But he did sometimes two meals for us (well, I remember those two, probably it was more...and I didn`t mention the Christmas roast goose, this is special).
The first one was just a good wholemeal bread (we have wonderful bread in Germany!) with fresh cheese, tomatoes, salt and pepper. Quite simple, but awesome.
The second one is also simple, but warm instead of cold, and you can read the recipe here.

He cooked leek with hash, mixed with nutmeg, salt and pepper, and it was just wonderful. So easy!
My mum mostly cooked casserolles for us. We were three (wonderful :)) girls and it was not easy to get us full. A casserolle did always its work.

So I took daddy`s recipe of the leek stew and made a casserolle out of it. It is so so so so tasty, just try it out. The crispy lid makes all just....just....aaye! Just heavenly!



serves 2

> 2  leeks (~ 400 grams)
> 200 gramsground beef
> salt, pepper, nutmeg
> 1 Tbsp mustard (not too hot)
> 2 Tbsp Crême fraîche
> 70 grams Pecorino/Parmesan, grated
> breadcrumbs
> 250 ml vegetable stock

>> Preheat oven to 190°C / 380°F
>> Heat a pan with a little bit of oil and roast the meat a few minutes. Take out of pan and put aside.
>> Put leek into hot pan until it gets soft. Add vegetable stock & mustard. Let cook ~8 minutes.
>> Take pan from stove. Add Crème fraîche and two third of the cheese. Mix well.
>> Put all into casserolle. Sprinkle generously with all the breadcrumbs and the last third of cheese.
>> Sprinkle with good oliveoil
>> Put into oven for 20 minutes. The casserolle should be now as crusty and golden like on the photos. Take out and enjoy!

Freitag, 1. März 2013


I am kind of a person that doesn`t like throwing something away - I mean food. Everything else is easy. But food? No way!
It is always a challenge for me to deplete everything in my fridge, all the leftovers from cooking sessions, and I am extremely proud if I made it!

I never thought about the peel of oranges. Sometimes you rasp it to use it sprinkled in pancakes or something, but the whole peel?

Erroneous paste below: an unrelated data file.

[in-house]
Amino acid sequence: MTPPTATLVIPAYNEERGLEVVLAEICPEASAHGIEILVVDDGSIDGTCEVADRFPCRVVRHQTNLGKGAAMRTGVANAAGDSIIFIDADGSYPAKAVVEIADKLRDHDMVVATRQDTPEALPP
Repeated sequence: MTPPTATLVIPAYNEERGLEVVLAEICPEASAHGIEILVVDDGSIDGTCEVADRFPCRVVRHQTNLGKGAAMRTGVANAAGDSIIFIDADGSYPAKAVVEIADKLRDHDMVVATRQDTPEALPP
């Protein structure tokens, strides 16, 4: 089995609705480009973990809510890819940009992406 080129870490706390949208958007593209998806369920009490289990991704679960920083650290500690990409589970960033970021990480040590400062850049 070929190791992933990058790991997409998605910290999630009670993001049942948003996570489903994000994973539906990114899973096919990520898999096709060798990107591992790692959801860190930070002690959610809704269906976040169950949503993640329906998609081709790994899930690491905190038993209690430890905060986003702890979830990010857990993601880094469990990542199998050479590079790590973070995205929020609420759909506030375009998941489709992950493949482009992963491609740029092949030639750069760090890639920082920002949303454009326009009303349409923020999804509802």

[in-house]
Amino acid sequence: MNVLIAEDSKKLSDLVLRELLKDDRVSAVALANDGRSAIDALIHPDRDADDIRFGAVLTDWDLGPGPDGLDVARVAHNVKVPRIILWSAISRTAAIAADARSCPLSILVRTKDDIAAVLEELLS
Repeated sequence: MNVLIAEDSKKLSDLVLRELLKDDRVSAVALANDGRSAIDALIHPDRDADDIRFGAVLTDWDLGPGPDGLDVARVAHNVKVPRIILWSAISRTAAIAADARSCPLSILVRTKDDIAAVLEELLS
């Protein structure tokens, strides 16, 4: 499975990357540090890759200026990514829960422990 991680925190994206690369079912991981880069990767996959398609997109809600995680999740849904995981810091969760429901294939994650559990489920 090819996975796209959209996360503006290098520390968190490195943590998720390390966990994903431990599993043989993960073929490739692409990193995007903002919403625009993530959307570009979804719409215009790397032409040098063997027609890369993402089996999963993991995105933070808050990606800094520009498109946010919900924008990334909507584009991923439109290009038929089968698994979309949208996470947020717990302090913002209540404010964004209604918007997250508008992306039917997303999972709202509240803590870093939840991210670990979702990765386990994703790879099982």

But then I remembered something I saw once in France (OMG, I love this country!)
And because Timo is a chocolat AND a fruit junkie, this was perfect for another of my glorious wonderful kitchen experiments he has to taste before I do :P

Well, what shall I say? It worked. These beautiful and tasty sticks are awesome to eat along the way, because (probably your opinion is different) you cannot eat that much of it. It`s more a tasty pleasure than a crapulence, like you sometimes have with chips. Once you`ve started to eat, you do not stop, and afterwards you feel bad. Not like this with these Choc-Stix.

Enjoy them with hot tea, coffee, milk or whatever comes in your mind. Or pure.

Orange Choc Stix

> 2 oranges, peel untreated (!!!!!!!!!!!)
> 70 ml orange juice (taken from the 2 oranges)
> 160 grams sugar
> 260 ml water
> 60-70 grams good dark chocolat (at least 70 %)
>> Carve orange two times all around, so that you have four areas of peel you can now carefully peel off   from the pulp.

>> Give the peel for two minutes into hot water, just to blanch them shortly. Drain on a kitchen paper.

>> Combine water, orange juice and sugar in a pot and heat it until it cooks. Add the peel pieces. At low heat, let them simmer for 90 minutes.

>> take the peel out of the sirup, shake off the too-much-sirup-stuff and put onto a cake rack - let it dry there for about 2 hours.

>> If you want, you can scrape clean now the white inner stuff from the peel and put into trash, so you just have a few millimeters of pure orange peel. I didn`t do that and it tastes the same, for me. Some say, it is more bitter. I don`t think so. 

>> Cut the peel into long stripes, as thick as you want them to be.

>> Melt chocolate on a hot water bath and dip them into the liquid chocolat. Shake off the choc a bit and put on a baking paper to dry.

>> Store them in a screw top jar or something similar....not to forget: dance around and sing "Hallelujah! I`ve done something gorgeous!" (with the melody of your choice)